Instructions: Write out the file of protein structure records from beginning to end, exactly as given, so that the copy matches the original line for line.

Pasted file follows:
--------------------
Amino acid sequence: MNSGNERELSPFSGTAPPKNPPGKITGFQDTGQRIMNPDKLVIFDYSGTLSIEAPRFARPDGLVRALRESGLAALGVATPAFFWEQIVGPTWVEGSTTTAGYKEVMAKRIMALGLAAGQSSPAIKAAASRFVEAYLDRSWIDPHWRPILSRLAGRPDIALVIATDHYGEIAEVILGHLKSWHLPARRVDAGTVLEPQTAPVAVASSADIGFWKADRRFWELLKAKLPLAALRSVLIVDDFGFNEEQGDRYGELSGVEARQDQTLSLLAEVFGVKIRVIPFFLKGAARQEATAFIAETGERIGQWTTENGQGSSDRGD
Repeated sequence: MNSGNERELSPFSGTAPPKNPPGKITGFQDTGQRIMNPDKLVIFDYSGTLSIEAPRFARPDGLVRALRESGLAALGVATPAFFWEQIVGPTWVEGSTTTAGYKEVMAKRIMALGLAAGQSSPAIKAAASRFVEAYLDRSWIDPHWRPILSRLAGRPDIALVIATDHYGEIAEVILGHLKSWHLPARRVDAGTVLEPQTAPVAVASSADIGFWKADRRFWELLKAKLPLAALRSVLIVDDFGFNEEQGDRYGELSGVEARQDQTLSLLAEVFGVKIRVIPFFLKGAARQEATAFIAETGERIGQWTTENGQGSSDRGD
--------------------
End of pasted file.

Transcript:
Amino acid sequence: MNSGNERELSPFSGTAPPKNPPGKITGFQDTGQRIMNPDKLVIFDYSGTLSIEAPRFARPDGLVRALRESGLAALGVATPAFFWEQIVGPTWVEGSTTTAGYKEVMAKRIMALGLAAGQSSPAIKAAASRFVEAYLDRSWIDPHWRPILSRLAGRPDIALVIATDHYGEIAEVILGHLKSWHLPARRVDAGTVLEPQTAPVAVASSADIGFWKADRRFWELLKAKLPLAALRSVLIVDDFGFNEEQGDRYGELSGVEARQDQTLSLLAEVFGVKIRVIPFFLKGAARQEATAFIAETGERIGQWTTENGQGSSDRGD
Repeated sequence: MNSGNERELSPFSGTAPPKNPPGKITGFQDTGQRIMNPDKLVIFDYSGTLSIEAPRFARPDGLVRALRESGLAALGVATPAFFWEQIVGPTWVEGSTTTAGYKEVMAKRIMALGLAAGQSSPAIKAAASRFVEAYLDRSWIDPHWRPILSRLAGRPDIALVIATDHYGEIAEVILGHLKSWHLPARRVDAGTVLEPQTAPVAVASSADIGFWKADRRFWELLKAKLPLAALRSVLIVDDFGFNEEQGDRYGELSGVEARQDQTLSLLAEVFGVKIRVIPFFLKGAARQEATAFIAETGERIGQWTTENGQGSSDRGD